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There are laws that provide a foundation for the protection of ‘ Intellectual Property Rights (IPR), but the laws are weak and their enforcement or implementation is even weaker.

Weak enforcement mechanisms, outdated regulations, and limited awareness about intellectual property rights (IPR) have contributed to creating an environment where IPR violations are prevalent.

One prime reason for lack of IPR enforcement by successive governments is their lack of understanding of the implications of non-compliance with IPR laws and the significance of its long-term benefits to the state economy.

The non-committal attitude of the government provides the beneficiaries of violations an almost free hand to ignore the IPR laws and have their way.

There could be a soft corner within the government on the argument that weak IPRs protect the poor in their country from the high prices associated with stronger patent regimes.

But, this argument is weak as the advantages of IPR compliance in terms of foreign technology transfer, research for providing the consumer with a quality and safe product and much needed flow of FDI in the country, far outweigh the perceived advantage of providing the consumer with a cheaper product - where quality is compromised and in some cases pose a health hazard, thereby, offering little value for money to the consumer.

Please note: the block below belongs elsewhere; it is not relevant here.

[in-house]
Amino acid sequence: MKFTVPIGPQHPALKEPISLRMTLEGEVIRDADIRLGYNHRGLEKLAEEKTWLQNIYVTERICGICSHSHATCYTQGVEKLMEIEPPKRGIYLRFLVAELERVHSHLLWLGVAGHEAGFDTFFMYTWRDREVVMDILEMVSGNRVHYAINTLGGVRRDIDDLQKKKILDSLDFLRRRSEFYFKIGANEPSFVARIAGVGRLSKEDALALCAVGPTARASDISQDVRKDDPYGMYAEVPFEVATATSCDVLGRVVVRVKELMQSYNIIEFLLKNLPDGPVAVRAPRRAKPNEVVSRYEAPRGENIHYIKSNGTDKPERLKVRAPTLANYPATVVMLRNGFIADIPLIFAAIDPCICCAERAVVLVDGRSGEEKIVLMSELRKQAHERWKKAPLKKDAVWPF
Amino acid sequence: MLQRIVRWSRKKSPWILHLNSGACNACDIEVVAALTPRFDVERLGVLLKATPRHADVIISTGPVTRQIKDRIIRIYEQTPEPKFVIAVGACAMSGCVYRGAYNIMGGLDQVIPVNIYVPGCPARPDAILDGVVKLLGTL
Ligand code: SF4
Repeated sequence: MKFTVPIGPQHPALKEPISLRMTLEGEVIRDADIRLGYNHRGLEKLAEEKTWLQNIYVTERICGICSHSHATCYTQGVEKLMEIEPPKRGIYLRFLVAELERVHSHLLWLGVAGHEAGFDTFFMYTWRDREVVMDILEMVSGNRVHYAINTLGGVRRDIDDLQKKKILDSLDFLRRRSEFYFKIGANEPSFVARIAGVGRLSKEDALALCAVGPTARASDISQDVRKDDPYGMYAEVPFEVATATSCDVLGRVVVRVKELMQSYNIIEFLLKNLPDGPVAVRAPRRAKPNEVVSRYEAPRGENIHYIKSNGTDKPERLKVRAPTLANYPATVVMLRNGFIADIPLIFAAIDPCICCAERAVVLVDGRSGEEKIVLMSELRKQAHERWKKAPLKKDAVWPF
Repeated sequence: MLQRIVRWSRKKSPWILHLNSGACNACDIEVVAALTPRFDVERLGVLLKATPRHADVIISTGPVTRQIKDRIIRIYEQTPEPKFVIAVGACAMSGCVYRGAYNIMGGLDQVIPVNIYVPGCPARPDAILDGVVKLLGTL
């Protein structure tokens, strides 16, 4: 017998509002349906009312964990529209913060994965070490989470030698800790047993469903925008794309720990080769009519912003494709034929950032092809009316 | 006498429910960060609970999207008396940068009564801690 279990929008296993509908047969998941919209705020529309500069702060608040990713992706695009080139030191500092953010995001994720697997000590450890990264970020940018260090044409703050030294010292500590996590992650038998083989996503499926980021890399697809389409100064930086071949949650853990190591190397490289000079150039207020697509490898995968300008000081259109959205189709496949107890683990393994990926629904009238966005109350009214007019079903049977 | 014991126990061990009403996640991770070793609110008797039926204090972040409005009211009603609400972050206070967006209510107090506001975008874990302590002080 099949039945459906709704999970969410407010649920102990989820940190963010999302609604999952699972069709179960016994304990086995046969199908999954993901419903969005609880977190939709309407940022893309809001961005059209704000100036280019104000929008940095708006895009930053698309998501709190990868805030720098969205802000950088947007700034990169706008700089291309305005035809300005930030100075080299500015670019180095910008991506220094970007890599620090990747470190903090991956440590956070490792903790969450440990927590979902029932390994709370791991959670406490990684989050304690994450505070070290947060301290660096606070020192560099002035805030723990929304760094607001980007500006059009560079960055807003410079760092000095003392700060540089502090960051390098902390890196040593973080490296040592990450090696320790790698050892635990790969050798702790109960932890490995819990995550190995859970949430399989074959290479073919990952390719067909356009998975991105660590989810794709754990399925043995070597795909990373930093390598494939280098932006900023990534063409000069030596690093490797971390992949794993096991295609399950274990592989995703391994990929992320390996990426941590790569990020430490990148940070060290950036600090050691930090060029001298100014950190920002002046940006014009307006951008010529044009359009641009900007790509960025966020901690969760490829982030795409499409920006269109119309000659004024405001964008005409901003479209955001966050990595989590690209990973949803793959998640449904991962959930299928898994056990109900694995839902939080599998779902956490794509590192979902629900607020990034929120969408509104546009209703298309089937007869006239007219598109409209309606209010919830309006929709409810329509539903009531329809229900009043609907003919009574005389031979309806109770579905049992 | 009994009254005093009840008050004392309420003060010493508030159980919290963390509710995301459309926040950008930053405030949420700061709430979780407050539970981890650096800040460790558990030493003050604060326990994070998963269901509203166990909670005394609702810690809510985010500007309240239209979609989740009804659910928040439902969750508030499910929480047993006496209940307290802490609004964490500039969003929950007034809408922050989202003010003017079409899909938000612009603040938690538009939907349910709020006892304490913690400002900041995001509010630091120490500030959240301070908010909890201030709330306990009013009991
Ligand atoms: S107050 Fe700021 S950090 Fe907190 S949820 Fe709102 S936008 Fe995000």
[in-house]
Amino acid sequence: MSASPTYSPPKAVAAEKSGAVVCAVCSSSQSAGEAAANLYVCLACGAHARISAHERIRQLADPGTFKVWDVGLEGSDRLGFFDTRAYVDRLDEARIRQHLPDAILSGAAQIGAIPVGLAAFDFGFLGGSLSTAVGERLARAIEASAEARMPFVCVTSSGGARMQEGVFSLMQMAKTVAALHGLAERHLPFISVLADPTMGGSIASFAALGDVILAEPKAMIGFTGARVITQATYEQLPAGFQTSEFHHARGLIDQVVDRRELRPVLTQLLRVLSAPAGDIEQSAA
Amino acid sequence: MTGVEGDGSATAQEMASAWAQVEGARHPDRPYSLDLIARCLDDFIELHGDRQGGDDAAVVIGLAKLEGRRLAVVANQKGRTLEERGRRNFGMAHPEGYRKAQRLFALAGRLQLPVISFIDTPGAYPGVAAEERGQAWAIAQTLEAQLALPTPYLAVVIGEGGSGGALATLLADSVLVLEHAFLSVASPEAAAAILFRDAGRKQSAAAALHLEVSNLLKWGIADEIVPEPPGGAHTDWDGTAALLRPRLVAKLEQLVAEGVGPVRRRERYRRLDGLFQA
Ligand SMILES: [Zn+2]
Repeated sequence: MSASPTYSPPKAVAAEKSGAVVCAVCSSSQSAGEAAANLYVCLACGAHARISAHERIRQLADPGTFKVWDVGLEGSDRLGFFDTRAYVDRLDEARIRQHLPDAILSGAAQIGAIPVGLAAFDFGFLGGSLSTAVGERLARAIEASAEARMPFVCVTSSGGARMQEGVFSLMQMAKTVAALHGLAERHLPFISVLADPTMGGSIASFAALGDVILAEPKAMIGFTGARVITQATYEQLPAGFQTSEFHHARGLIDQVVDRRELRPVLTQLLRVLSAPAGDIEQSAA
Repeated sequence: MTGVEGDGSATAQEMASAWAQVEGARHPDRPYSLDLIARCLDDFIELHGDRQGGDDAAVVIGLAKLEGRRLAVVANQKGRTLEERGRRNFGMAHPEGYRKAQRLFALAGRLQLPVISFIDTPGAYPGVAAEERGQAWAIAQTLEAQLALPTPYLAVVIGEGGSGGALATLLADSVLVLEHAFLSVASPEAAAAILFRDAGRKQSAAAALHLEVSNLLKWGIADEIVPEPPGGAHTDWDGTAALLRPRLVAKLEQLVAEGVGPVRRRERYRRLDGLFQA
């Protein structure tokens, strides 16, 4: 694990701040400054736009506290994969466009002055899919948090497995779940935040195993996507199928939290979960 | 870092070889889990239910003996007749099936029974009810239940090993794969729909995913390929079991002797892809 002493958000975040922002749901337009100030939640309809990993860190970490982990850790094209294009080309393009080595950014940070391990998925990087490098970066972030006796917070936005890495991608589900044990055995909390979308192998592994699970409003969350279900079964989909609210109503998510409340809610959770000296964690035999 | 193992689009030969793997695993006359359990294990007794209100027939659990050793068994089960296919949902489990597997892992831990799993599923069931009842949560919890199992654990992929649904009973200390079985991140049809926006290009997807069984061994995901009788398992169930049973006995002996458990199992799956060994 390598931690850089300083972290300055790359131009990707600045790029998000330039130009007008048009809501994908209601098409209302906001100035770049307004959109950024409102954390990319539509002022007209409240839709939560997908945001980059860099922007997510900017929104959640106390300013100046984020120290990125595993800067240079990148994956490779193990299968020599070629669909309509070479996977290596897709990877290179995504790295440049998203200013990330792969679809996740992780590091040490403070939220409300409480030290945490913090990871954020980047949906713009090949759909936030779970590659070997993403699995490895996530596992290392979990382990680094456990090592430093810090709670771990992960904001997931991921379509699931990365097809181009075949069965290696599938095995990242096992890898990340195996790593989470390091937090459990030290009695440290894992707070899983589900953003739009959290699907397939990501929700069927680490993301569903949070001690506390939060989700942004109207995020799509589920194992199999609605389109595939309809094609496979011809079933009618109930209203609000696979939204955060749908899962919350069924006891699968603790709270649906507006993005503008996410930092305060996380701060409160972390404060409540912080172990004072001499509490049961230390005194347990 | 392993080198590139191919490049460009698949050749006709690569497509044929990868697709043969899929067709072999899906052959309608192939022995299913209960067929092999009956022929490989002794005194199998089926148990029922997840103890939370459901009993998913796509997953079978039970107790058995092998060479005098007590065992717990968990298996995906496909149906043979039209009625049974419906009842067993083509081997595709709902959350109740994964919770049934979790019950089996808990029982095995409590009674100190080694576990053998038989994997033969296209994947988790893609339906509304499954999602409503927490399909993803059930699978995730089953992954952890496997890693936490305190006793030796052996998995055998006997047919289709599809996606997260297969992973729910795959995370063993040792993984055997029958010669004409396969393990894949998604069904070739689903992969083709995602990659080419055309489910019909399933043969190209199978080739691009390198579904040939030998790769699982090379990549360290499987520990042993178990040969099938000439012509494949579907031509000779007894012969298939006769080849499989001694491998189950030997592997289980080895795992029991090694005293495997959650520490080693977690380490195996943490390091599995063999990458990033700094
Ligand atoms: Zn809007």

The success of IPR enforcement lies in change of government mindset and its ownership of the cause.

Pakistan’s legal framework for intellectual property includes various laws and regulations aimed at protecting different forms of intellectual property, such as patents, trademarks, copyrights, and trade secrets.

The key legislative enactments governing IPR in Pakistan include the Patents Ordinance 2000, the Copyright Ordinance 1962, the Trademarks Ordinance 2001, and the Geographical Indications (Registration and Protection) Act 2020.

Protecting intellectual property rights (IPR) is crucial for fostering innovation, creativity, and economic growth within a country. Non-compliance with intellectual property rights in Pakistan has led to several significant losses across various sectors of the economy.